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What does vitamin K do?

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Vitamin K plays a key role in helping the blood clot, preventing excessive bleeding. Unlike many other vitamins, vitamin K is not typically used as a dietary supplement.

SOURCES:
Longe, J., ed. The Gale Encyclopedia of Alternative Medicine, second edition, 2004.
Natural Standard Patient Monograph: "Vitamin K."
Office of Dietary Supplements: "Important information to know when you are taking Coumadin and Vitamin K."
Vermeer, C. Hematology/Oncology Clinics of North America, 2000.
National Academies Press: "Dietary Reference Intakes for Vitamin A, Vitamin K, Arsenic, Boron, Chromium, Copper, Iodine, Iron, Manganese, Molybdenum, Nickel, Silicon, Vanadium, and Zinc," 2002.
Shiraki, M. Journal of Bone and Mineral Research, 2000.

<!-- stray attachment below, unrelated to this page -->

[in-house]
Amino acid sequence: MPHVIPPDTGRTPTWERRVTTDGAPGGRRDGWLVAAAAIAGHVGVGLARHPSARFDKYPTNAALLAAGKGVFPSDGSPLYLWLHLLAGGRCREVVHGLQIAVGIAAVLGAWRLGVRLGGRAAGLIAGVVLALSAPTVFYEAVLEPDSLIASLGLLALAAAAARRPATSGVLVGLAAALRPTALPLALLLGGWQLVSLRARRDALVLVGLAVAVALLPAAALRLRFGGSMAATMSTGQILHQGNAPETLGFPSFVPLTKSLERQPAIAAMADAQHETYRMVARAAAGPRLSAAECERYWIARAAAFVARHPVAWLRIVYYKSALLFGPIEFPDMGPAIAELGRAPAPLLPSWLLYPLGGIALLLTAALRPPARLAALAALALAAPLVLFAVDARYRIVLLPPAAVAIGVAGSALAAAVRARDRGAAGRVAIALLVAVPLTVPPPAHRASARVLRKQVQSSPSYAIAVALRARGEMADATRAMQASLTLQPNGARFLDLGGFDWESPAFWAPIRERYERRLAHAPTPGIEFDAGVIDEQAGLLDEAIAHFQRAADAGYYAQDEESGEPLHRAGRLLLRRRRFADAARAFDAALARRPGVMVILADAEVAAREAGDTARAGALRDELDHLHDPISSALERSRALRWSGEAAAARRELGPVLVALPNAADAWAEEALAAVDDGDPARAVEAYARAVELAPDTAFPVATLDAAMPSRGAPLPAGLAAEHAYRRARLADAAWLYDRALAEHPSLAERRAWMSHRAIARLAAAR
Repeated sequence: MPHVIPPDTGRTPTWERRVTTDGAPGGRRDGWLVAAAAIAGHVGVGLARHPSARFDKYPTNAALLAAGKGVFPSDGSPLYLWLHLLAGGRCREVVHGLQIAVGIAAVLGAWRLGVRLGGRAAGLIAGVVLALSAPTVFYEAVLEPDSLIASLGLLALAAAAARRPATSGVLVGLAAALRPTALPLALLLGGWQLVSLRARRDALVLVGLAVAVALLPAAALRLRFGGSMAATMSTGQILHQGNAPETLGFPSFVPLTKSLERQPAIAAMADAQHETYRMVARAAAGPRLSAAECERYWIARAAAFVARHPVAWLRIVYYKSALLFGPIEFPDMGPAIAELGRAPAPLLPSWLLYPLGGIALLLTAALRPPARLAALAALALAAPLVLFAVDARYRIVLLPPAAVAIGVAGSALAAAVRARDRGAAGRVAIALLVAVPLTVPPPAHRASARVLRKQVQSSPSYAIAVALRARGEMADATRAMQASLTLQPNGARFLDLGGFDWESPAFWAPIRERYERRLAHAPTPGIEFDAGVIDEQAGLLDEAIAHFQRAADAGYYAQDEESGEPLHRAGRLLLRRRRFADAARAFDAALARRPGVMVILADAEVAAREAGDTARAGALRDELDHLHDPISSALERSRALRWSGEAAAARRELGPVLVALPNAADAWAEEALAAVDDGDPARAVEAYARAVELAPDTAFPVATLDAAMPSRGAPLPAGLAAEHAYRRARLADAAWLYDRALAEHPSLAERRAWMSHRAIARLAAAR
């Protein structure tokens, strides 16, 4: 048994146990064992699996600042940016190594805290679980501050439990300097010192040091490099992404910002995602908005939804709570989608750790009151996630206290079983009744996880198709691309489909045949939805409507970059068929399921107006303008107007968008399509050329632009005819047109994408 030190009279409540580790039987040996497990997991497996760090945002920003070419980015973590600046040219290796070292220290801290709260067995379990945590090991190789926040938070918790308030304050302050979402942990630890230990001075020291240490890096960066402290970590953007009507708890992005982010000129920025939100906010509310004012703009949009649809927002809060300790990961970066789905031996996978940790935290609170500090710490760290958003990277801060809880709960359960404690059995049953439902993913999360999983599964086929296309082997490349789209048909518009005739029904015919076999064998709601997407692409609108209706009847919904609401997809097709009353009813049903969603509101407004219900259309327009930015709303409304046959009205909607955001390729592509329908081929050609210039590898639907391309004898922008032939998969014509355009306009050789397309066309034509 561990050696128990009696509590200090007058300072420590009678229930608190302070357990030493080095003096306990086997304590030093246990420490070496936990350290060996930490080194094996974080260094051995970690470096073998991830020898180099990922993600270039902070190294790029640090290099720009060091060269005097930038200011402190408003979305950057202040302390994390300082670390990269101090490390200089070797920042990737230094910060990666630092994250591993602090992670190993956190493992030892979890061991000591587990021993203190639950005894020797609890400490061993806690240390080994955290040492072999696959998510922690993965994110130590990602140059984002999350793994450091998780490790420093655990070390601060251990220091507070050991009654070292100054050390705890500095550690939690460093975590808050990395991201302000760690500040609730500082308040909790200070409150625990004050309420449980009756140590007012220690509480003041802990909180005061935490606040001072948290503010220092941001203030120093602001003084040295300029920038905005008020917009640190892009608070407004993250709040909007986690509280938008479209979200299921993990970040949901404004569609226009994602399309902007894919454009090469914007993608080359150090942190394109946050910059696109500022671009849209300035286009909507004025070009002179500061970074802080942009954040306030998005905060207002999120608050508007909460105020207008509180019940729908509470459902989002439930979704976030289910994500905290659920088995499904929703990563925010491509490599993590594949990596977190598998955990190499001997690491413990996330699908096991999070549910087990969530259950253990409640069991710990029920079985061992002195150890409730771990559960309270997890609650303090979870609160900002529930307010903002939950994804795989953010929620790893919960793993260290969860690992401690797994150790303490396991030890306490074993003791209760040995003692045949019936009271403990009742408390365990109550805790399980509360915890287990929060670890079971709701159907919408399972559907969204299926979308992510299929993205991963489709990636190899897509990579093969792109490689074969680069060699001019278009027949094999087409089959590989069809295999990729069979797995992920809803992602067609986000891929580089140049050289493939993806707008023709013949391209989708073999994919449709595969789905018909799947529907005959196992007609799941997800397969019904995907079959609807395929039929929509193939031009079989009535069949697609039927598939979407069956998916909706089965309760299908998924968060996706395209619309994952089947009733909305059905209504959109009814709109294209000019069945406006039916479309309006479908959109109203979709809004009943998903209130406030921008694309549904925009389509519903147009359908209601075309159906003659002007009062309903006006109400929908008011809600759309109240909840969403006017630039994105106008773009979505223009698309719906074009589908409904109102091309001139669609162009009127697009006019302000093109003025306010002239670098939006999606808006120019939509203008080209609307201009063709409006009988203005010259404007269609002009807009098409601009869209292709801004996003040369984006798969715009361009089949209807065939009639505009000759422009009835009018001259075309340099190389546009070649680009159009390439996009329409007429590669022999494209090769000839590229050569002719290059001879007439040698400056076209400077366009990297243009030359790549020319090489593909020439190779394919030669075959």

Cockayne, S. Archives of Internal Medicine, 2006.
Tamura, T. Archives of Internal Medicine, 2007.

Reviewed by Carol DerSarkissian on July 22, 2020

SOURCES:
Longe, J., ed. The Gale Encyclopedia of Alternative Medicine, second edition, 2004.
Natural Standard Patient Monograph: "Vitamin K."
Office of Dietary Supplements: "Important information to know when you are taking Coumadin and Vitamin K."
Vermeer, C. Hematology/Oncology Clinics of North America, 2000.
National Academies Press: "Dietary Reference Intakes for Vitamin A, Vitamin K, Arsenic, Boron, Chromium, Copper, Iodine, Iron, Manganese, Molybdenum, Nickel, Silicon, Vanadium, and Zinc," 2002.
Shiraki, M. Journal of Bone and Mineral Research, 2000.
Cockayne, S. Archives of Internal Medicine, 2006.
Tamura, T. Archives of Internal Medicine, 2007.

Reviewed by Carol DerSarkissian on July 22, 2020

From: Vitamin K

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